Our world runs on power.
That reality has never been more evident — or starkly presented — than in the last three months, as the COVID-19 pandemic sweeps across the world and forces billions of people indoors.
From the Via Del Corso in Rome to Bourbon Street in New Orleans, public spaces that once bustled with activity are now empty as we try to slow the virus’ spread.
We binge-watch our favorite TV shows. We browse the internet for updates — or a moment’s distraction. We work from home and check in with friends and loved ones.
All of these activities rely on a steady flow of power. And the field service teams responsible for keeping our society moving forward.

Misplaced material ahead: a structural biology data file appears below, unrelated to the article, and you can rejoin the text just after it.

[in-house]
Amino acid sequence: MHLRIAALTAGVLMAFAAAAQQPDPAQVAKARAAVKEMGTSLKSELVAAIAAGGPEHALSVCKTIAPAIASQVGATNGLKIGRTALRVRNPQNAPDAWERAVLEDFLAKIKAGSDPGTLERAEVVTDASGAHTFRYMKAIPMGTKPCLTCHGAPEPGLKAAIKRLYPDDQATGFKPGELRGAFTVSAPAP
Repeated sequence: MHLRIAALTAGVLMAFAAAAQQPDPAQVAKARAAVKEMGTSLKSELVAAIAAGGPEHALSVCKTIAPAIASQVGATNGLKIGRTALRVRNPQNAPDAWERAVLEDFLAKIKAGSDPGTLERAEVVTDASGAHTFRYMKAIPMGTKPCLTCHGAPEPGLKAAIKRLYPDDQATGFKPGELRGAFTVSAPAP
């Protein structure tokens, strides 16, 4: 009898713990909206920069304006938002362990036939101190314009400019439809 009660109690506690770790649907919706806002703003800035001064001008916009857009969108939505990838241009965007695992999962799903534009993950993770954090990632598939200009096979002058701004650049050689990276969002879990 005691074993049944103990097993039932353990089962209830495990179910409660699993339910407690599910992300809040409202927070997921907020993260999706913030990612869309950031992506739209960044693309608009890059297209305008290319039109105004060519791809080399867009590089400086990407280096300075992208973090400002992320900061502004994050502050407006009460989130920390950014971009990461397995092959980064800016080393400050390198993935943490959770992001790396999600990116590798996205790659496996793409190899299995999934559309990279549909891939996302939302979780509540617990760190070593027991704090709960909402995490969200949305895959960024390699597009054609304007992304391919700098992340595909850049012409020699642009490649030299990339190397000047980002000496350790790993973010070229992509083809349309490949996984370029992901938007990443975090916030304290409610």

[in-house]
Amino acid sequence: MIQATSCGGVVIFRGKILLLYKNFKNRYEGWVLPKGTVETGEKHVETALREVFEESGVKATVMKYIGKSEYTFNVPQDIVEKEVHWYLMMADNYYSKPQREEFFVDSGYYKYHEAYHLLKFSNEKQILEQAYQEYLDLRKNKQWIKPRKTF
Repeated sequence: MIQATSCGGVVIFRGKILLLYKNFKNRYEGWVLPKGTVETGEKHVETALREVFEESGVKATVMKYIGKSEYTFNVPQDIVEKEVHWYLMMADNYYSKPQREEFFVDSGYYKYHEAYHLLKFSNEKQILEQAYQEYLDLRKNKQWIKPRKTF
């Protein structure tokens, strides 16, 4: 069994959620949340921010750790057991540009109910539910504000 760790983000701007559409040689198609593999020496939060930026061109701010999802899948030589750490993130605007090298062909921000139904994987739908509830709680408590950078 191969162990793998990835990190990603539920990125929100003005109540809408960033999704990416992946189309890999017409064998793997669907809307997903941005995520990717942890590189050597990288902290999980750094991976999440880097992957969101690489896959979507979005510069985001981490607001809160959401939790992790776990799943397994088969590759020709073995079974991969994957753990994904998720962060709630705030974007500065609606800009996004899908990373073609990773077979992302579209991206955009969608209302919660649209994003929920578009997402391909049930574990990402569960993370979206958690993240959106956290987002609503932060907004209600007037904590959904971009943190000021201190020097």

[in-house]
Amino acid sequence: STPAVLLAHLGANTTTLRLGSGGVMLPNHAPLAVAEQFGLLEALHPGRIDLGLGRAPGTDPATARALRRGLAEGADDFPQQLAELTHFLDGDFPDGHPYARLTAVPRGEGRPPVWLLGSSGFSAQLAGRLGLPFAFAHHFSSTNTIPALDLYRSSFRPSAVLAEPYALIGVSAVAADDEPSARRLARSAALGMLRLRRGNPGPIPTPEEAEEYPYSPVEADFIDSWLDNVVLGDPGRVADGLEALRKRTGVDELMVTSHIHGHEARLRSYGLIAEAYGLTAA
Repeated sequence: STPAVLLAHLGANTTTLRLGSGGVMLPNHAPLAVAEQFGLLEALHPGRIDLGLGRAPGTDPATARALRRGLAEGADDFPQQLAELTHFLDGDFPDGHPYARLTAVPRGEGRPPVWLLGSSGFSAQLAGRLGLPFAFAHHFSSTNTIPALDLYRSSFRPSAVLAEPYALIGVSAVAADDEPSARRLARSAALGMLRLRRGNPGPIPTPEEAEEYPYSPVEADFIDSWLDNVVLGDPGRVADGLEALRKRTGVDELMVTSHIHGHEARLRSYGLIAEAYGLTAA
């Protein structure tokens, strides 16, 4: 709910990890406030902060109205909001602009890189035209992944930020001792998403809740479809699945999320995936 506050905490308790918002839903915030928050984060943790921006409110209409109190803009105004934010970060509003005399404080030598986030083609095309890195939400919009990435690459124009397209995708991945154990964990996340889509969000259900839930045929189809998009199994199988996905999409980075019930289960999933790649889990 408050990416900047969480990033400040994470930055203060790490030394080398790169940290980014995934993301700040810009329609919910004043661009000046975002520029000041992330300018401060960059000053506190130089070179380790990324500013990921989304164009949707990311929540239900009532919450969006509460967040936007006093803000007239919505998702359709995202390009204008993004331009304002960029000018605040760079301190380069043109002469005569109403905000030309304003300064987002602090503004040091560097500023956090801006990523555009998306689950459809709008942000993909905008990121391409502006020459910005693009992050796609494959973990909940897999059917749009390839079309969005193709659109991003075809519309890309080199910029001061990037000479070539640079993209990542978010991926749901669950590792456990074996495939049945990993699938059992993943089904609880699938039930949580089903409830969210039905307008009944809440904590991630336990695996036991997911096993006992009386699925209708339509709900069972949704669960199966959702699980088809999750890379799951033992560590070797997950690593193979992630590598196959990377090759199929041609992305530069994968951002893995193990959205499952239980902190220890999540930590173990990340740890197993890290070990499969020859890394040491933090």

Keeping the lights on during a pandemic
Unlike most industries, utility companies don’t have the option of shutting down and waiting out the worst of the pandemic.
Utilities are one of the 16 industries labeled as “critical infrastructure” by the U.S. Department of Homeland Security. As people stock up and hunker down, utility companies are working around the clock to deploy contingency plans and maintain service.
Unfortunately, the industry is not immune to the effects of the virus — or the potential for workforce disruptions and shortages.
According to a recent report by the Edison Electric Institute, up to 40 percent of utility employees could be out sick, quarantined, or at home caring for sick family members as the pandemic spreads.